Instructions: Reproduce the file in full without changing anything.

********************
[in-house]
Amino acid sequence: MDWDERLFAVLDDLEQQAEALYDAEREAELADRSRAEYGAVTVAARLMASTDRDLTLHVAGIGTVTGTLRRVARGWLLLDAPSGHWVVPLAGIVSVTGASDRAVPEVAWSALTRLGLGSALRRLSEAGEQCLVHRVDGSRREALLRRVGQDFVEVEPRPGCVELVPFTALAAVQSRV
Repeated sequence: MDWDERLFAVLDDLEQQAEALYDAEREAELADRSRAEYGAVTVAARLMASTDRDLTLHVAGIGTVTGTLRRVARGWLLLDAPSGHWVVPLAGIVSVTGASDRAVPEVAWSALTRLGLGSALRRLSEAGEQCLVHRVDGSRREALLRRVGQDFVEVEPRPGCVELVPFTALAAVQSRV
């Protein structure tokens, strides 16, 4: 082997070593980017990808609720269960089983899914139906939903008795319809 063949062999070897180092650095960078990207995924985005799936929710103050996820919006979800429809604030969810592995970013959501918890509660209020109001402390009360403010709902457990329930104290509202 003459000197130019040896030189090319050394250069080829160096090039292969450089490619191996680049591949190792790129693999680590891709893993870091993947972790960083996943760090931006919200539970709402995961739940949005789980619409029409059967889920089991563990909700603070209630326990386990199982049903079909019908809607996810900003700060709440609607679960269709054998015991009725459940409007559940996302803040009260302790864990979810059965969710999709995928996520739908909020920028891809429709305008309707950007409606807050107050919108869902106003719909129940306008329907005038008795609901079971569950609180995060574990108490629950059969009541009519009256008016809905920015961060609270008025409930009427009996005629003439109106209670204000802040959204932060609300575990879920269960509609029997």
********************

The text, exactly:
[in-house]
Amino acid sequence: MDWDERLFAVLDDLEQQAEALYDAEREAELADRSRAEYGAVTVAARLMASTDRDLTLHVAGIGTVTGTLRRVARGWLLLDAPSGHWVVPLAGIVSVTGASDRAVPEVAWSALTRLGLGSALRRLSEAGEQCLVHRVDGSRREALLRRVGQDFVEVEPRPGCVELVPFTALAAVQSRV
Repeated sequence: MDWDERLFAVLDDLEQQAEALYDAEREAELADRSRAEYGAVTVAARLMASTDRDLTLHVAGIGTVTGTLRRVARGWLLLDAPSGHWVVPLAGIVSVTGASDRAVPEVAWSALTRLGLGSALRRLSEAGEQCLVHRVDGSRREALLRRVGQDFVEVEPRPGCVELVPFTALAAVQSRV
């Protein structure tokens, strides 16, 4: 082997070593980017990808609720269960089983899914139906939903008795319809 063949062999070897180092650095960078990207995924985005799936929710103050996820919006979800429809604030969810592995970013959501918890509660209020109001402390009360403010709902457990329930104290509202 003459000197130019040896030189090319050394250069080829160096090039292969450089490619191996680049591949190792790129693999680590891709893993870091993947972790960083996943760090931006919200539970709402995961739940949005789980619409029409059967889920089991563990909700603070209630326990386990199982049903079909019908809607996810900003700060709440609607679960269709054998015991009725459940409007559940996302803040009260302790864990979810059965969710999709995928996520739908909020920028891809429709305008309707950007409606807050107050919108869902106003719909129940306008329907005038008795609901079971569950609180995060574990108490629950059969009541009519009256008016809905920015961060609270008025409930009427009996005629003439109106209670204000802040959204932060609300575990879920269960509609029997």